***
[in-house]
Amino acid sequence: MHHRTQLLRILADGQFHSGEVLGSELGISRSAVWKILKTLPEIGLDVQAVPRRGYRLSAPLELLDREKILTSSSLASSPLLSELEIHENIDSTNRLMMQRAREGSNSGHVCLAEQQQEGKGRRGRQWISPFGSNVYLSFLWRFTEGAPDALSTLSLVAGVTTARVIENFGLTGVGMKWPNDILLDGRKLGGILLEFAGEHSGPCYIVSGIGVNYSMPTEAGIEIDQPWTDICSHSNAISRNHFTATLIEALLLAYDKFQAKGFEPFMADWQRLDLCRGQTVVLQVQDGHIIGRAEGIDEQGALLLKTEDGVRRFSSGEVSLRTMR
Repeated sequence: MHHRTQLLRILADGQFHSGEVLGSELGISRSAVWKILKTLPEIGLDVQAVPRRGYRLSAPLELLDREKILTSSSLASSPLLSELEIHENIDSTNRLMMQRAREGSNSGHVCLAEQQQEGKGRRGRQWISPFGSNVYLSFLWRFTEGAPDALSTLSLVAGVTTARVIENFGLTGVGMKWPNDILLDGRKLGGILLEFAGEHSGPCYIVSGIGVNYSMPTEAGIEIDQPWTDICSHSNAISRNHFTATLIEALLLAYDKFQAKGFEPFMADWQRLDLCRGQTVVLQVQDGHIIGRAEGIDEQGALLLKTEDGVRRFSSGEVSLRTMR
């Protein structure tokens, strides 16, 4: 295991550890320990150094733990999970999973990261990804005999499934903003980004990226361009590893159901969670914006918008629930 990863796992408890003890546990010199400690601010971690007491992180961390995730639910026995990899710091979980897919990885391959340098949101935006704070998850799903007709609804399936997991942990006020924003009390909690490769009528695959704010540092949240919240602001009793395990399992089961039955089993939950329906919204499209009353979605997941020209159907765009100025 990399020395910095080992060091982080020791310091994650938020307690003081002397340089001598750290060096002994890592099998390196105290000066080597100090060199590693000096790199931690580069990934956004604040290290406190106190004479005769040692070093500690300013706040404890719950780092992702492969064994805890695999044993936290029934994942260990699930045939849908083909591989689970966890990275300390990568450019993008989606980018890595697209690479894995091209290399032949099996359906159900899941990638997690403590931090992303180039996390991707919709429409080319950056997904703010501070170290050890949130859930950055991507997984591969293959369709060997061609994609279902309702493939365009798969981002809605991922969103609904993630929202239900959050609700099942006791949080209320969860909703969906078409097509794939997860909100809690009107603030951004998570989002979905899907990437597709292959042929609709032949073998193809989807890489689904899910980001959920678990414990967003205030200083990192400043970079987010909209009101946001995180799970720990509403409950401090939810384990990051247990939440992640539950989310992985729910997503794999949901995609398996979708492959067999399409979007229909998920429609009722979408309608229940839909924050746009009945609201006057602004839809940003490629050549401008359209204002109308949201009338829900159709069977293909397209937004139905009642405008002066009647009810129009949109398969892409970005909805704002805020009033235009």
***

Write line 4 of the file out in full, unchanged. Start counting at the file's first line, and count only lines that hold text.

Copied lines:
């Protein structure tokens, strides 16, 4: 295991550890320990150094733990999970999973990261990804005999499934903003980004990226361009590893159901969670914006918008629930 990863796992408890003890546990010199400690601010971690007491992180961390995730639910026995990899710091979980897919990885391959340098949101935006704070998850799903007709609804399936997991942990006020924003009390909690490769009528695959704010540092949240919240602001009793395990399992089961039955089993939950329906919204499209009353979605997941020209159907765009100025 990399020395910095080992060091982080020791310091994650938020307690003081002397340089001598750290060096002994890592099998390196105290000066080597100090060199590693000096790199931690580069990934956004604040290290406190106190004479005769040692070093500690300013706040404890719950780092992702492969064994805890695999044993936290029934994942260990699930045939849908083909591989689970966890990275300390990568450019993008989606980018890595697209690479894995091209290399032949099996359906159900899941990638997690403590931090992303180039996390991707919709429409080319950056997904703010501070170290050890949130859930950055991507997984591969293959369709060997061609994609279902309702493939365009798969981002809605991922969103609904993630929202239900959050609700099942006791949080209320969860909703969906078409097509794939997860909100809690009107603030951004998570989002979905899907990437597709292959042929609709032949073998193809989807890489689904899910980001959920678990414990967003205030200083990192400043970079987010909209009101946001995180799970720990509403409950401090939810384990990051247990939440992640539950989310992985729910997503794999949901995609398996979708492959067999399409979007229909998920429609009722979408309608229940839909924050746009009945609201006057602004839809940003490629050549401008359209204002109308949201009338829900159709069977293909397209937004139905009642405008002066009647009810129009949109398969892409970005909805704002805020009033235009």